Our plan offers the option for Morningstar to manage with a fee of .045% of my balance. I'm wondering if this would get me a higher rate of return vs me just using the asset mgmt model?
Your rate of return will depend on the market results so it's hard to say going forward which model will be the better option. I believe your decision should be based on your own personal risk profile. It's hard to answer this question without knowing your personal objectives, time horizon, tolerance for loss, and current financial situation. My advice would be to meet with someone to determine your willingness, ability, and need to take risks and also review current market risks. Then I would compare the 2025 moderate model with the Morningstar model to make the most appropriate recommendation for you.
Morningstar will "manage" your account by pigeonholing you according to the input you give them on a questionnaire and giving you a recommended allocation that may change over time. However, a person with your level of assets should look into hiring an independent fee-only advisor who has the ability to have face to face conversations with you and provide ongoing service to you on a regular basis, answer your questions on financial planning, retirement and how to manage all your investments, including the 403b. You'll probably find it is a fraction of a percent more expensive than the computerized model that Morningstar uses but far more comprehensive and useful. Objective, experienced advice on financial planning when it is done on a stricly fee-only basis by someone who is willing to be a fiduciary is terribly important to your future and well worth the money. Consider interviewing more than one to make sure you get along well and check his credentials and regulatory history.
I am in agreement with Mitchell and David. The performance of your portfolio will depend on what the economy does, how the markets react to it, and how you react when you look at your statements.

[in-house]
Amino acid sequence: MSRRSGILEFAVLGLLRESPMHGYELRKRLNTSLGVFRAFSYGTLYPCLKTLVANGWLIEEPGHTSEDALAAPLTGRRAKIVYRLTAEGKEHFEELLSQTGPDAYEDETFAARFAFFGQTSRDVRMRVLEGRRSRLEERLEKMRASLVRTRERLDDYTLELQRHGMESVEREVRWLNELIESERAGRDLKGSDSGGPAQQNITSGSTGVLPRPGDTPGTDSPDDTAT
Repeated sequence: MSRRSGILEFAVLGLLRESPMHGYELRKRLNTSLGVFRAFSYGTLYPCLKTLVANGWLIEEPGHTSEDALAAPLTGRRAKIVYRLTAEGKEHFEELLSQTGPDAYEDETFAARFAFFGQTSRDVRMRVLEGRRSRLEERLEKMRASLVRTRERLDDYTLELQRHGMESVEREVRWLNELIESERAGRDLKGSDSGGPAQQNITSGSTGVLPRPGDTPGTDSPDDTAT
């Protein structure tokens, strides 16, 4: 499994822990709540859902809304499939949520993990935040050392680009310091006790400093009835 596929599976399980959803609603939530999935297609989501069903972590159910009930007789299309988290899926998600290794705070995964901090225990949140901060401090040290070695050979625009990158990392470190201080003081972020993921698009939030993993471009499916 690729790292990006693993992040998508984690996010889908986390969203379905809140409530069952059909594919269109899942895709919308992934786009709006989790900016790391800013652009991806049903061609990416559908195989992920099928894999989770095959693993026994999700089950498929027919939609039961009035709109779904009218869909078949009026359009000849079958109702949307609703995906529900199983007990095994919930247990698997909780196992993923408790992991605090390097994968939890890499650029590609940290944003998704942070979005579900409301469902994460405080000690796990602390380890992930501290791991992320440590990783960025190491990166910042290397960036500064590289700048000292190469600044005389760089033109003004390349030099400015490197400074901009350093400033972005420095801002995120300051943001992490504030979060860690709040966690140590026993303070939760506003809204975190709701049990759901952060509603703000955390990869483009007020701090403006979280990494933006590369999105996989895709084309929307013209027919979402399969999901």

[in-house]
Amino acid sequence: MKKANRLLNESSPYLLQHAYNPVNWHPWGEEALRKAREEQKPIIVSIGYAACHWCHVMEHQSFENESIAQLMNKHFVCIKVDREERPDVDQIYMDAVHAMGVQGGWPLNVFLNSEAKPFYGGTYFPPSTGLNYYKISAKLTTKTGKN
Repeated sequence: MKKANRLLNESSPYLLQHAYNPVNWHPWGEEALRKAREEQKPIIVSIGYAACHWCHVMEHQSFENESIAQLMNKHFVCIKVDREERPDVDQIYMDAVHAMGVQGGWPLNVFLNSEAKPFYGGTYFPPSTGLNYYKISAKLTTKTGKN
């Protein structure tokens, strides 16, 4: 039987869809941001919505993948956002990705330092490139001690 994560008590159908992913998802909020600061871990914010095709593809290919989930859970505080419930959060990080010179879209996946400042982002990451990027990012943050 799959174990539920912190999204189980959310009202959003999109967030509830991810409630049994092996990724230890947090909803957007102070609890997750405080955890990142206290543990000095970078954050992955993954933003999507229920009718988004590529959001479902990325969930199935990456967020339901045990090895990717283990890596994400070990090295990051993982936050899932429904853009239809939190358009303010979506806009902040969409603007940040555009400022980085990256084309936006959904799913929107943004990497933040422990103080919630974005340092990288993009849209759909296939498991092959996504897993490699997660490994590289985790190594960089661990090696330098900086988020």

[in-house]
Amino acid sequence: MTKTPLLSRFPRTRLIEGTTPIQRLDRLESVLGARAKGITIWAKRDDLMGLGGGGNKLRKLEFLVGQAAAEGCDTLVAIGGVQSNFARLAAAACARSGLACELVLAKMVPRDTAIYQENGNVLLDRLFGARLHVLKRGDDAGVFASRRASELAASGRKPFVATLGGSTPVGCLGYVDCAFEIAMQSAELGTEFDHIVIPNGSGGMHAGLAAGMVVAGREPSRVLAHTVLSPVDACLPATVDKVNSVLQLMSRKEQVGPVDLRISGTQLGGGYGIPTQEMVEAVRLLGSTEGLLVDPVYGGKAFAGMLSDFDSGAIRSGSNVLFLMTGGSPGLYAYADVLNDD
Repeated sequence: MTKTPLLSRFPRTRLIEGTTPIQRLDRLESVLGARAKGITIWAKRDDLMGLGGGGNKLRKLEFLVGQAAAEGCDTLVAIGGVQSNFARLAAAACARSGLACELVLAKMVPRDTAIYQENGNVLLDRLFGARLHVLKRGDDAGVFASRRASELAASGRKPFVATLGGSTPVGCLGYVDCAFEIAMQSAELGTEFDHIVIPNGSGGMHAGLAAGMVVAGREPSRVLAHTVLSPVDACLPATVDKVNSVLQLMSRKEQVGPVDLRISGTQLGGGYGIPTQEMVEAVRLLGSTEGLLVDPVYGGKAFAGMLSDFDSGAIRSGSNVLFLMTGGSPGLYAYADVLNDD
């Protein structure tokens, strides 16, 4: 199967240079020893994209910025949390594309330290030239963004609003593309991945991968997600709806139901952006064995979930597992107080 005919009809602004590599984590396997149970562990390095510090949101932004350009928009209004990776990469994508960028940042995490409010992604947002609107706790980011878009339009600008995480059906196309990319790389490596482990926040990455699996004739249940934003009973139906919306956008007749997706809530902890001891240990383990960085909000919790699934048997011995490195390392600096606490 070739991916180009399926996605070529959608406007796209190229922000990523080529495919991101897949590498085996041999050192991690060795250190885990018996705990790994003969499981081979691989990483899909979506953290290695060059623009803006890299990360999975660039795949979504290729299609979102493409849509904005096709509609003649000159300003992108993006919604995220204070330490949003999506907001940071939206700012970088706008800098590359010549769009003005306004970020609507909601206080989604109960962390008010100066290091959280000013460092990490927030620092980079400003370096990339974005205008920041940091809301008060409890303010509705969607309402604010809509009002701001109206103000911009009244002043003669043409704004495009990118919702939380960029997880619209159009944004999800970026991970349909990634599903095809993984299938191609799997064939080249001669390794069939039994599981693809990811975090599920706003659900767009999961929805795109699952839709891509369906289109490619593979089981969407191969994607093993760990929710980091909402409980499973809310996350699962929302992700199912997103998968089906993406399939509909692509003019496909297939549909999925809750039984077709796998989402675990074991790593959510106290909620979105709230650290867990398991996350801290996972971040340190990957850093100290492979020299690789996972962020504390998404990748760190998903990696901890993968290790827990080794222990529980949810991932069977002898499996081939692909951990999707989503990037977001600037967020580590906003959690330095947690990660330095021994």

I am not a big fan of target date funds although they may be better option than guessing on which funds to use within a 403(b). I am only vaguely familiar with Morningstar’s portfolio management and not clear on their track record. However, David is correct in that they must use some form of input from you to determine what type of mix to use.
Spend the time to find a fee-only advisor to help you. Yes, there is a cost that may be higher than Morningstar or the target date funds but an advisor will evaluate the technical aspects of your financial position such as risk profile, goals, and time frame. In addition, there is an emotional side to investing that cannot be accurately determined on any input form.
Morningstar has an excellent reputation, and it appears the cost for their services is low compared to industry averages for funds generally. You did not mention the cost structure of the risk management model you are considering as a comparative. If you assume that market performance and instruments held are roughly equivalent, then cost is likely to be a factor that will affect you most. You should consider getting advice from an informed, qualified professional. Others have advised you to seek a "fee-only Advisor". This seems to be self serving advice from "Fee Only advisors". Studies have shown the the compensation method for your advisor don't affect the quality of advice. In fact, some commission advisors can provide you services at a lower overall cost, particularly if you don't trade often. Just a fun fact. I would recommend your advisor be a CFP, CHFC, AIF or some other recognized professional advisor, not just a product salesman. Best of luck.